November 27, 2010



The media has reported that the US has warned India and other key governments across the world about a new potentially embarrassing release of classified documents by the whistle-blowing website WikiLeaks which may harm the American interests and create tension in its ties with its "friends". State Department Spokesman P J Crowley has been quoted as saying: ""We have reached out to India to warn them about a possible release of documents."

2. Naturally, there has been considerable speculation as to what could be the contents of the leaks that could embarrass India. One could only speculate and there is always a danger of speculations in such matters going wrong. Yet, I would make the following observations even at the risk of their proving to be off the mark:

* Most of the Wikileaks till now have been of documents relating to contemporary (post-Cold War) events, particularly relating to Afghanista and Iraq. There has not been much leak of documents of the Cold War period.

* Initially, Wikileaks released thousands of documents relating to Afghanistan. Subsequently, it released documents on Iraq. This showed that the source or sources of Wikileaks in the US Government had access to documents of the State Department and the Pentagon relating to Afghanistan and Iraq and had very little access to documents on other subjects.

* It is, therefore, possible that the documents involving India which have reached Wikileaks relate to India's policies on Afghanistan, Iraq and Iran.

* Among the various events relating to Afghanistan and Iraq in which India figured during this period, four could be sensitive from India's point of view.

Firstly, the pressure on the Atal Behari Vajpayee Government by the administration of George Bush to send a Division of the Indian Army to Iraq. By July,2003, the Vajpayee Government had decided to say no to Washington DC, but there was a lot of voices in Delhi in favour of accepting the US request.

Secondly, the papers captured by the US intelligence after the occupation of Iraq from the Iraqi Government Departments showing or corroborating the alleged involvement of a leader or leaders of the Congress (I) in contacts with the Saddam Hussein Government for acquiring preferential quotas for the import of oil from Iraq.

Thirdly, the pressure exercised by the Bush Administration on the Manmohan Singh Government for voting against Iran in the International Atomic Energy Agency in Vienna. The Government of India succumbed to this pressure as a quid pro quo for the Indo-US civil nuclear co-operation agreement of July,2005.

Fourthly, the analysis and assessment made in the State Department and the Pentagon regarding Pakistani allegations of Indian involvement in Balochistan.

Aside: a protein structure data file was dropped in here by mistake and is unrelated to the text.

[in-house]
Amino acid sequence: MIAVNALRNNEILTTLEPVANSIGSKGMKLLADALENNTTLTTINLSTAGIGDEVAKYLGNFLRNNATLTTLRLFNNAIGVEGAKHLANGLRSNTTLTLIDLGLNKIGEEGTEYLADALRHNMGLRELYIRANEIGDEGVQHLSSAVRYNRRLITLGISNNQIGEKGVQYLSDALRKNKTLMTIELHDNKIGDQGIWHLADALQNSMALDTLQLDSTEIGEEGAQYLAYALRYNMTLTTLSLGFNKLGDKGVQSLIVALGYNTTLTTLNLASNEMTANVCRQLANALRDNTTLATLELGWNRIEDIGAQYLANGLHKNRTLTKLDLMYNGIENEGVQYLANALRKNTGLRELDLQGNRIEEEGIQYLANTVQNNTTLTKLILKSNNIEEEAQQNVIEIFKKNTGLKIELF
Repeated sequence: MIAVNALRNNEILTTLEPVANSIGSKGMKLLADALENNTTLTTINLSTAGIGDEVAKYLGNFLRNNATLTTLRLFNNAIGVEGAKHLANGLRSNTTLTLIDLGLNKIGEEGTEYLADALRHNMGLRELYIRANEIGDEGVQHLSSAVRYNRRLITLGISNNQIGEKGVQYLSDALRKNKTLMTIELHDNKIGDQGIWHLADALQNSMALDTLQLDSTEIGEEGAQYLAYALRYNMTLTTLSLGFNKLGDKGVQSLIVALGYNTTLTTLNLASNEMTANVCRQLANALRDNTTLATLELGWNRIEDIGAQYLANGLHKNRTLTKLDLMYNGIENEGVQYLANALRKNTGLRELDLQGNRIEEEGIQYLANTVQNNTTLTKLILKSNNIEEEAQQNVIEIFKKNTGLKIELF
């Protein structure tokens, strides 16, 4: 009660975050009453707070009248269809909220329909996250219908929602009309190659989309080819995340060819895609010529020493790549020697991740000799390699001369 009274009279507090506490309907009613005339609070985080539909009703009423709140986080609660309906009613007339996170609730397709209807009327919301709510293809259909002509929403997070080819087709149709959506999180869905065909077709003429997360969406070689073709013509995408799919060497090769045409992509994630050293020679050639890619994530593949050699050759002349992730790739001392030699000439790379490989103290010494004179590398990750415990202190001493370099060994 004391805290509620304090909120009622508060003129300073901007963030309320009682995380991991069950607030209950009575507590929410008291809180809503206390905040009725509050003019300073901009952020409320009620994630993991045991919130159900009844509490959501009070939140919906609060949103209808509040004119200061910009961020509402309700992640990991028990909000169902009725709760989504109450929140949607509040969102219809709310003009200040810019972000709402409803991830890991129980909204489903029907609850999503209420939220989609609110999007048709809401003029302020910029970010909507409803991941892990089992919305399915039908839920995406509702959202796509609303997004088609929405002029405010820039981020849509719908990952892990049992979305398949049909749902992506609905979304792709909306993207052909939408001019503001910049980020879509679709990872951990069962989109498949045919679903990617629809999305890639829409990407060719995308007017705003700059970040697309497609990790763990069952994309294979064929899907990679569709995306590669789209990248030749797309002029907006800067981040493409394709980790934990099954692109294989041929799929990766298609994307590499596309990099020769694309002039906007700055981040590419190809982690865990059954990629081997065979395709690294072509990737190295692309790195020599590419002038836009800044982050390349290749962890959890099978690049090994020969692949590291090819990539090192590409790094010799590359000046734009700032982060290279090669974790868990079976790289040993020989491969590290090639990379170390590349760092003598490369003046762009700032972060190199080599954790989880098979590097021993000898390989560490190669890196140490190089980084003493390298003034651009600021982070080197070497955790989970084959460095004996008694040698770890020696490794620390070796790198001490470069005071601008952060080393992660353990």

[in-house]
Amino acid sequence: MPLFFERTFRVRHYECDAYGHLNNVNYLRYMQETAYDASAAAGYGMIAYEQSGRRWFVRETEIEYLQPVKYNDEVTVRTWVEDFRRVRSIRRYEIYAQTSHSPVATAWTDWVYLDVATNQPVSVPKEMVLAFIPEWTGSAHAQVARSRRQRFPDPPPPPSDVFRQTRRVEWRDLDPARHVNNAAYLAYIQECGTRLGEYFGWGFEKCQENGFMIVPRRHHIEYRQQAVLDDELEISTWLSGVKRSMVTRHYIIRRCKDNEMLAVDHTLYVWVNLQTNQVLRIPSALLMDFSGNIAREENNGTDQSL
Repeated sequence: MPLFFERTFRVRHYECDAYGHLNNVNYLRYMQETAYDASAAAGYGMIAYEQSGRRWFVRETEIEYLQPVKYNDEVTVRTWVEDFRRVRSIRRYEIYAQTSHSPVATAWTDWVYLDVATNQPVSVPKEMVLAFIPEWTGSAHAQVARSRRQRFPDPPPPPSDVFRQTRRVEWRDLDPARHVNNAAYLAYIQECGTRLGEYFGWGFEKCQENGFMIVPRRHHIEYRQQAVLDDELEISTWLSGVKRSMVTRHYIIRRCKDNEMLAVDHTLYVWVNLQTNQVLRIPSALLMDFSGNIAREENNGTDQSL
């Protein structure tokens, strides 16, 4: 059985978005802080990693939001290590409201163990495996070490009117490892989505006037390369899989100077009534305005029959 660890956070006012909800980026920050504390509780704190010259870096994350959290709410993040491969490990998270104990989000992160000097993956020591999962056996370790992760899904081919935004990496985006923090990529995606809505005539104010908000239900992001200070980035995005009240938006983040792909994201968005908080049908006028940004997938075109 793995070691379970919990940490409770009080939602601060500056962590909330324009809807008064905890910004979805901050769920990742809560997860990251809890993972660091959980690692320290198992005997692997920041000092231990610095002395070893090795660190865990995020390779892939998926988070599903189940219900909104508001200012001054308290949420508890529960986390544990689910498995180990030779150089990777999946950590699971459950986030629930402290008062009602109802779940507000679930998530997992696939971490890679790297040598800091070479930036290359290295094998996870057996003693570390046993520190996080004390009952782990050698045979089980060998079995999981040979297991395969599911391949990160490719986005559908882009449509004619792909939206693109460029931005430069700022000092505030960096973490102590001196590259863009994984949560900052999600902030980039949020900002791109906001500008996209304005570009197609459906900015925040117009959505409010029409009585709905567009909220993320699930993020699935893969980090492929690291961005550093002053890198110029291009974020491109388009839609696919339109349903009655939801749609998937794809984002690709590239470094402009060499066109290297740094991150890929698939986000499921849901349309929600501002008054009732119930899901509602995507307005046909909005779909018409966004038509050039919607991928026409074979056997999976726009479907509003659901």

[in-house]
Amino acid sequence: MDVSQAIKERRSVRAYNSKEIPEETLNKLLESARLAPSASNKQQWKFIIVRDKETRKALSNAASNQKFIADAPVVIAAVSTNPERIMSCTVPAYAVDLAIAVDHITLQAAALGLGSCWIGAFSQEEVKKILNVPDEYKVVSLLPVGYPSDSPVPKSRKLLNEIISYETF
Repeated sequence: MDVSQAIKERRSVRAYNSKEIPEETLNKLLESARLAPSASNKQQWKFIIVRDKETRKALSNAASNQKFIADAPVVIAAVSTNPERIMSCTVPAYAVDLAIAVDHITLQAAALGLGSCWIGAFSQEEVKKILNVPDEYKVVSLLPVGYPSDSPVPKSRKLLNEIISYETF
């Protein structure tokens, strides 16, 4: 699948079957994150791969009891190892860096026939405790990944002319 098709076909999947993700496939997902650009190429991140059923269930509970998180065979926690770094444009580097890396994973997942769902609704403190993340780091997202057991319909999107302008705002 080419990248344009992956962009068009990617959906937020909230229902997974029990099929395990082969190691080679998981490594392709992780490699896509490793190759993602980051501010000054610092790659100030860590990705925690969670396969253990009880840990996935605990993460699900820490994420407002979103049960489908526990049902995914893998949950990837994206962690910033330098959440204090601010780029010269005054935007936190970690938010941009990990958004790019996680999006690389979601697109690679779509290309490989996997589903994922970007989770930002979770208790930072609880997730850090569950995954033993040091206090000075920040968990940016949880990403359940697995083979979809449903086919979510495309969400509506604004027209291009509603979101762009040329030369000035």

3. Is it possible that Wikileaks might have also got hold of diplomatic cables between the US Embassy in New Delhi and Washinton DC on Indian political leaders, bureaucrats and policy-making? If one goes by the demonstrated access of Wikileaks till now, one would rate this danger as low, but one can never be certain. ( 28-11-10)

( The writer is Additional Secretary (retd), Cabinet Secretariat, Govt. of India, New Delhi, and, presently, Director, Institute For Topical Studies, Chennai. E-mail: )

Warning and apology before whistle blows

New Delhi, Nov. 27: US officials in Washington and New Delhi have spent the past 48 hours apologising in advance for any uncharitable words they fear some of their own may have used against Indians that are about to be leaked.

Whistle-blowing website WikiLeaks has threatened to release, in the next few days, classified US documents that may harm Washington’s interests, embarrass its friends, and create tension between them.

No one yet knows what exactly will be leaked but the Americans have reason to worry. Papers declassified a few years ago had shown US President Richard Nixon referring to Indira Gandhi as an “old witch” during the Bangladesh war, and his secretary of state, Henry Kissinger, observing: “The Indians are bastards, anyway.”

Indian officials, though, are worried less about insults and more about whether WikiLeaks might expose the intelligence practices and personnel that New Delhi employs to secure its interests in the region, particularly Afghanistan and Pakistan.

Sources said the Americans were now privy to these practices because of closer counter-terrorism cooperation with India and that, via them, these details may have landed in the hands of WikiLeaks.

The website says the size of the next release will be “seven times” the 400,000 Iraq-Afghanistan war logs it published last month, deeply embarrassing Washington.

In Delhi, some recalled the April 2003 leak of a US study on military relations with India, but said the WikiLeaks documents may have more serious implications for India’s security.

The 2003 study, based on interviews with 40-odd US policy makers, described Indian bureaucrats and generals as people who could be “easily slighted or insulted”, were “difficult to work with”, and were “obsessed” with history rather than the future. One commentator said Indians “cannot think strategically”.

The interviewees criticised Indians’ obsession with protocol, and the country’s “rigid and centralised” bureaucracy that was inimical to individual decision-making.

In 2003, New Delhi had not reacted to the report probably keeping the balance of power in mind, but the situation may have changed a little since then. Agencies quoted US state department spokesperson P.J. Crowley as saying: “We have reached out to India to warn them about a possible release of documents.”

The Americans can only draw hope from another set of declassified records that showed Kissinger saying about Indira, five years after the 1971 war, that “I wish we had a man as strong as she in our cabinet”.


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